West Fourth New Music is a collective of composers and performers dedicated to presenting new live concert music in and around New York City. W4 makes a priority of programming and producing new music events with an eye toward bringing diverse audiences together through innovative concert experiences. Co-directors Matt Frey, Tim Hansen, Molly Herron, and Ruben Naeff met while studying in the graduate program of NYU's Steinhardt School on West 4th Street in Manhattan in 2010. A mutual desire to produce their own work outside of the academic environment and to cultivate a broader audience for new music spurred the formation of W4.

About Contemporaneous
Contemporaneous is a New York-based ensemble of nineteen musicians dedicated to performing and promoting the most exciting music of now. Founded in 2010 at Bard College, Contemporaneous has played over sixty shows at venues including (le) poisson rouge, Merkin Concert Hall, Roulette, St. Ann's Warehouse, Galapagos Art Space, Baryshnikov Arts Center and The Stone and has been featured as guest artist at the MATA Interval Series, Tribeca New Music Festival, Neighborhood Classics, and in California at the Berkeley Arts Festival. The ensemble has been featured on WNYC's "SoundCheck" and "New Sounds" programs. Contemporaneous supports the work of new and established composers, encouraging artists to take risks, challenge expectations and defy constraints. To date, Contemporaneous has performed more than thirty world premieres by such composers as Albert Behar, Conor Brown, Ryan Chase, Kyle Gann, Yotam Haber, Molly Joyce and Dylan Mattingly. In 2012, Innova Recordings releasedthe ensemble's debut album, Stream of Stars — Music of Dylan Mattingly, comprising music written specifically for Contemporaneous by its founding co-artistic director. Contemporaneous often collaborates with musicians and artists from other fields, among them pop and rock artists Jherek Bischoff, David Byrne, Sondre Lerche, Amanda Palmer, Zac Pennington, Greg Saunier, Mirah Zeitlyn, Zola Jesus, Fifth Veil and Yassou Benedict. The ensemble regularly presents educational programs for New York public elementary school P.S. 142 and the Western Connecticut Youth Orchestra.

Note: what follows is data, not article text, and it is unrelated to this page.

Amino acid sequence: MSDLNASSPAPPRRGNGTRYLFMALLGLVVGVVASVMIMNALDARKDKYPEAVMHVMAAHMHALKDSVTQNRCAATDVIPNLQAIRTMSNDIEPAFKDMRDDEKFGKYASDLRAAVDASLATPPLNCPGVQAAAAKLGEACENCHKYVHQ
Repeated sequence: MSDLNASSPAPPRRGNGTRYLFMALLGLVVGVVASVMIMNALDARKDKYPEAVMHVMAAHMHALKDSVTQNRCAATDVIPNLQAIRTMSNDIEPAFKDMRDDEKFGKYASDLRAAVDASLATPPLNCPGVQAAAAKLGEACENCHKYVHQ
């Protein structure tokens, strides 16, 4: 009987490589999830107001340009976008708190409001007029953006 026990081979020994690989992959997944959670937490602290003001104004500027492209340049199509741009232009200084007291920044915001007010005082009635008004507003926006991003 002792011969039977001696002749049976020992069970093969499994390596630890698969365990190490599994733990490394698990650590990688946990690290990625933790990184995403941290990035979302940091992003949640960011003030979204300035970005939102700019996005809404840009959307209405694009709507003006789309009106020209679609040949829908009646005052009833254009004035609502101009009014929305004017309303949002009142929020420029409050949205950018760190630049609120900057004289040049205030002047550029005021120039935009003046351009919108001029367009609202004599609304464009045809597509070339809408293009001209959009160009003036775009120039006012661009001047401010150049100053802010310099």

About MATA

MATA is unique in its singular devotion to the music of young and emerging composers regardless of their stylistic inclinations or aesthetic leanings. Founded by Philip Glass, Eleonor Sandresky, and Lisa Bielawa in 1996 as Music at the Anthology, MATA presents a week-long festival of new music by composers under age forty each spring in New York City, an acclaimed series of occasional concerts and events known as Interval, and workshops and activities geared to the professional development of young composers. Each year's MATA festival presents approximately twenty works by young composers, three to four of which are commissioned specifically for the occasion. MATA receives more than 600 submissions to its annual call for scores, making a MATA commission the most sought-after opportunity for young composers worldwide. To date, MATA has commissioned more than 70 works, and has presented over 300 performances of pieces by young composers. In 2007 MATA established Interval, an occasional concert series that presents the work of young composers. Since its inception, MATA's festivals and events have been critically acclaimed and broadly respected within the contemporary music community: The New Yorker has hailed MATA as "the city's leading showcase for vital new music by emerging composers"; The New York Times has called it "nondogmatic, even antidogmatic;" The Village Voice named MATA "the contemporary classical equivalent of the U.N. General Assembly." In 2010 MATA received the ASCAP Foundation's prestigious Aaron Copland Award in recognition of its outstanding commitment to young composers. MATA is dedicated to providing opportunities for young composers who may be overlooked by other institutions and consequently programs its events nearly exclusively from free and open submissions to several annual calls for scores. For the majority of the composers selected through our jury process, a MATA performance is an early harbinger of success; it is often one of their first major commissions and first significant exposure to New York and national audiences. MATA Alumni have gone on to receive Takemitsu, Siemens, Pulitzer and Rome prizes, MacArthur "Genius" grants, Guggenheim Fellowships, Barlow and Koussevitsky commissions and every other major prize in contemporary music. In recognizing, presenting and supporting unique compositional voices, MATA is a catalyst for their entry into American musical life.